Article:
Hypothalamus

The hypothalamus is a section of the brain responsible for hormone production. The hormones produced by this area of the brain govern body temperature, thirst, hunger, sleep, circadian rhythm, moods, sex drive, and the release of other hormones in the body. This area of the brain controls the pituitary gland and other glands in the body. This area of the brain is small, but involved in many necessary processes of the body including behavioral, autonomic, and endocrine functions. The hypothalamus' primary function is homeostasis, which is to maintain the body's status quo system-wide. Hypothalamic hormones include thyrotropin-releasing, gonadotropin-releasing, growth hormone-releasing, corticotrophin-releasing, somatostatin, and dopamine hormones. These hormones release into the blood through the capillaries, traveling to the pituitary gland where their effects are exerted. Oxytocin and vasopressin are also hypothalamic hormones. The hypothalamus uses a set-point to regulate the body's systems including electrolyte and fluid balance, body temperature, blood pressure, and body weight. It receives inputs from the body, then initiates compensatory changes if anything differentiates from this set-point. The set-point can migrate, but remains remarkably fixed from day-to-day.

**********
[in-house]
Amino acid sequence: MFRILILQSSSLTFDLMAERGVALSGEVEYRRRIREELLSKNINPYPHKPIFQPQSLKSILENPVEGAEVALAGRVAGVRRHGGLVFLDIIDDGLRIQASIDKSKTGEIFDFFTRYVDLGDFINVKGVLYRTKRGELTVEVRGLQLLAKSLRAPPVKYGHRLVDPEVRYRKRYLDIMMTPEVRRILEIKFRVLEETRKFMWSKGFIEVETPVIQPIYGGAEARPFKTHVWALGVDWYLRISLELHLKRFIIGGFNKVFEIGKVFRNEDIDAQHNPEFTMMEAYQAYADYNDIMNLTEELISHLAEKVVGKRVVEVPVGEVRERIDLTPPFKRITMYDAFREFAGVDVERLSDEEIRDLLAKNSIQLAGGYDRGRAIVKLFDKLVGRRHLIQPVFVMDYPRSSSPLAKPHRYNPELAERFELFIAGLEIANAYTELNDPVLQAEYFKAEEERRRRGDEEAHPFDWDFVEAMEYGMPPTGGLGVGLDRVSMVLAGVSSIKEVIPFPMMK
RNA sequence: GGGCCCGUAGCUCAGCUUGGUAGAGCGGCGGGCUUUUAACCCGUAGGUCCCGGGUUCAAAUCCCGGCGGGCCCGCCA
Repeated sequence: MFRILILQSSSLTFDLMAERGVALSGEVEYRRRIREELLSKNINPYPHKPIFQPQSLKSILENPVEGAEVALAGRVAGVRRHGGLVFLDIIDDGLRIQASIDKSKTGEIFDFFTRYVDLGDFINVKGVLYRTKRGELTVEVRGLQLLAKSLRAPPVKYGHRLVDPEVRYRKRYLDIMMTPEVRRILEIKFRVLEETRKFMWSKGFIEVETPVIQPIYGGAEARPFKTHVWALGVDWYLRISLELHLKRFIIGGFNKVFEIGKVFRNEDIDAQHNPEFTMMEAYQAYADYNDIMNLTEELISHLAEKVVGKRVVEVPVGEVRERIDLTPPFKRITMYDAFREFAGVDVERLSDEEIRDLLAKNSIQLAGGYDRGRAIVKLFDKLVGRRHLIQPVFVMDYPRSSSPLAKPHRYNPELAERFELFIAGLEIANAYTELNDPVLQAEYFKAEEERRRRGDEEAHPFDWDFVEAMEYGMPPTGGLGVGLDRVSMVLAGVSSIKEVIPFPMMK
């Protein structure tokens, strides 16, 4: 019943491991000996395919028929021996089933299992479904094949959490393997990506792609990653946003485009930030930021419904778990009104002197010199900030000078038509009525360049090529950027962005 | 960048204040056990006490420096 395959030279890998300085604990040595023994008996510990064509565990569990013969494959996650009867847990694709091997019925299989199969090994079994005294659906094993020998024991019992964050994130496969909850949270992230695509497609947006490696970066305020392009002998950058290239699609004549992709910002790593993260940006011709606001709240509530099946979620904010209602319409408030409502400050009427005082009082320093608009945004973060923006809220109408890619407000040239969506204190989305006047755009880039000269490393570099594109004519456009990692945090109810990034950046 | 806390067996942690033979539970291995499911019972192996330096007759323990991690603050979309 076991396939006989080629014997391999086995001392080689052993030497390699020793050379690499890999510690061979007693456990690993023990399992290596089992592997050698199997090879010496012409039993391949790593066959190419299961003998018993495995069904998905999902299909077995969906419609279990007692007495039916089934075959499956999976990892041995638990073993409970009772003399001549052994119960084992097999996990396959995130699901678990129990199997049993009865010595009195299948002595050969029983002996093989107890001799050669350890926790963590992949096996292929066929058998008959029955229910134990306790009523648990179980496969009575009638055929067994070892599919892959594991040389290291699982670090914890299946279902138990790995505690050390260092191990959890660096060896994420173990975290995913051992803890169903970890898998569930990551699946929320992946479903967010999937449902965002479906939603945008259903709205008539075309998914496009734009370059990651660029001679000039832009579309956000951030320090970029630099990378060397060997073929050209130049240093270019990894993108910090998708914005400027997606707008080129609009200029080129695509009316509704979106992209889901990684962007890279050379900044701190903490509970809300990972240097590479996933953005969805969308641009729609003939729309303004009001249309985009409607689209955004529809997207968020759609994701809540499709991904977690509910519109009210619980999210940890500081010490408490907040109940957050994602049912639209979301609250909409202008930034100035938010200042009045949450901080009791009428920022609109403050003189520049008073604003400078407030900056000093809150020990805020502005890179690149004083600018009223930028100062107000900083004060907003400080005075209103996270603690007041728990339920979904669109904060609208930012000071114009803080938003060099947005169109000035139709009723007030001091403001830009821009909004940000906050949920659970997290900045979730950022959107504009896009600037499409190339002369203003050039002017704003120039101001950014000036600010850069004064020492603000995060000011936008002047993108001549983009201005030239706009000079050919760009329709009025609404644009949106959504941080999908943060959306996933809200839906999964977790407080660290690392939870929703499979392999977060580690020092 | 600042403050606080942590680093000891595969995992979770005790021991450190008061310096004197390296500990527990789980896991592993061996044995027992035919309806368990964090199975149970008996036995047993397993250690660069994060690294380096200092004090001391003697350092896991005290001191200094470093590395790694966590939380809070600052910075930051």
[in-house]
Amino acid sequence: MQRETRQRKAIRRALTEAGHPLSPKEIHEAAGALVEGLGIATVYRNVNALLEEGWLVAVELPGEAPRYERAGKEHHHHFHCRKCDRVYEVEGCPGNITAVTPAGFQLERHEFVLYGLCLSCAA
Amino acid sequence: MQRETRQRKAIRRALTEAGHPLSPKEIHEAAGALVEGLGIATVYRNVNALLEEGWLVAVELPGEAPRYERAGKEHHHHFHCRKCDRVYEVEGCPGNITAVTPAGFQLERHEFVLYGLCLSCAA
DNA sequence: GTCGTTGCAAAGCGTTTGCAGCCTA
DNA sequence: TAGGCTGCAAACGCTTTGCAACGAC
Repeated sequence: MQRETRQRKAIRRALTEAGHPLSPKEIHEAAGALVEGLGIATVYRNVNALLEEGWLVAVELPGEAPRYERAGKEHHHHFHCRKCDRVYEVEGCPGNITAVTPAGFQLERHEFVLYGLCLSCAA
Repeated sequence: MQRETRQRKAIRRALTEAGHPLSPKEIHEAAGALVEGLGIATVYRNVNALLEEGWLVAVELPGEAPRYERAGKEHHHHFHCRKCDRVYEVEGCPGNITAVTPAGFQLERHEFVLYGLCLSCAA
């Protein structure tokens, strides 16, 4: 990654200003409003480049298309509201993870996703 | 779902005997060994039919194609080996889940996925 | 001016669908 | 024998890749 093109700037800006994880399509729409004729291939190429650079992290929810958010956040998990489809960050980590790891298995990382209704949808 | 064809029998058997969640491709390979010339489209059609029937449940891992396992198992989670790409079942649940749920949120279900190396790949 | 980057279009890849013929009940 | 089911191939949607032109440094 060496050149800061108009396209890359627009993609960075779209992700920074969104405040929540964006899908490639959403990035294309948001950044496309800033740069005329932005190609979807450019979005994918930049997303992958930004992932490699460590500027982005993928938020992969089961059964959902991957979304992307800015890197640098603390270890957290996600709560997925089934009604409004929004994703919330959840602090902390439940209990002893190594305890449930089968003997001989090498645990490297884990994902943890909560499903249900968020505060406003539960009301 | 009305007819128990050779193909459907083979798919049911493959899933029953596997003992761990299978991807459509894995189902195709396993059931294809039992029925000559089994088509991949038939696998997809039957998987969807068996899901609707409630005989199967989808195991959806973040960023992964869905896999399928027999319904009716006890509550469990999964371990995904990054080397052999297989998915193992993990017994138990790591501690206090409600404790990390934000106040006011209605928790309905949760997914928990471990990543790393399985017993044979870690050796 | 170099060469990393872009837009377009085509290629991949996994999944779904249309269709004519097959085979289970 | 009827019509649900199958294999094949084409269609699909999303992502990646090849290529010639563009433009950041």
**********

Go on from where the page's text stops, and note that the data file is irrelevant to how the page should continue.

Written and medically reviewed by the Healthline Editorial Team
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In Depth: Hypothalamus

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